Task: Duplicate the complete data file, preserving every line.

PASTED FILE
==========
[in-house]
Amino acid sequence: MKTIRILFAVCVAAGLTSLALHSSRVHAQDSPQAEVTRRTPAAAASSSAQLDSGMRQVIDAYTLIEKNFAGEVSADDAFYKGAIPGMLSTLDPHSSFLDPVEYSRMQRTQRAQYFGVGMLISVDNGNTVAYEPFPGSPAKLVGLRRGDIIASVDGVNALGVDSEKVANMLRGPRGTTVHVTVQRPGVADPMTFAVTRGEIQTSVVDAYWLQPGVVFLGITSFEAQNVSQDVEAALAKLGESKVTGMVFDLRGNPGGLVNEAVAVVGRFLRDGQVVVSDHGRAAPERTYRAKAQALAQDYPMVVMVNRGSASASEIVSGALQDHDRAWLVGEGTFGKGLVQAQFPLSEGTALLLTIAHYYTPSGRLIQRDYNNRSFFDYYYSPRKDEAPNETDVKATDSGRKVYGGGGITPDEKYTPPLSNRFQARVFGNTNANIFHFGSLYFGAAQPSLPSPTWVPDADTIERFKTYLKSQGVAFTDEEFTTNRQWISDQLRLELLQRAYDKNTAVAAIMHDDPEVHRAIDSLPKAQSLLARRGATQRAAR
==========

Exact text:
[in-house]
Amino acid sequence: MKTIRILFAVCVAAGLTSLALHSSRVHAQDSPQAEVTRRTPAAAASSSAQLDSGMRQVIDAYTLIEKNFAGEVSADDAFYKGAIPGMLSTLDPHSSFLDPVEYSRMQRTQRAQYFGVGMLISVDNGNTVAYEPFPGSPAKLVGLRRGDIIASVDGVNALGVDSEKVANMLRGPRGTTVHVTVQRPGVADPMTFAVTRGEIQTSVVDAYWLQPGVVFLGITSFEAQNVSQDVEAALAKLGESKVTGMVFDLRGNPGGLVNEAVAVVGRFLRDGQVVVSDHGRAAPERTYRAKAQALAQDYPMVVMVNRGSASASEIVSGALQDHDRAWLVGEGTFGKGLVQAQFPLSEGTALLLTIAHYYTPSGRLIQRDYNNRSFFDYYYSPRKDEAPNETDVKATDSGRKVYGGGGITPDEKYTPPLSNRFQARVFGNTNANIFHFGSLYFGAAQPSLPSPTWVPDADTIERFKTYLKSQGVAFTDEEFTTNRQWISDQLRLELLQRAYDKNTAVAAIMHDDPEVHRAIDSLPKAQSLLARRGATQRAAR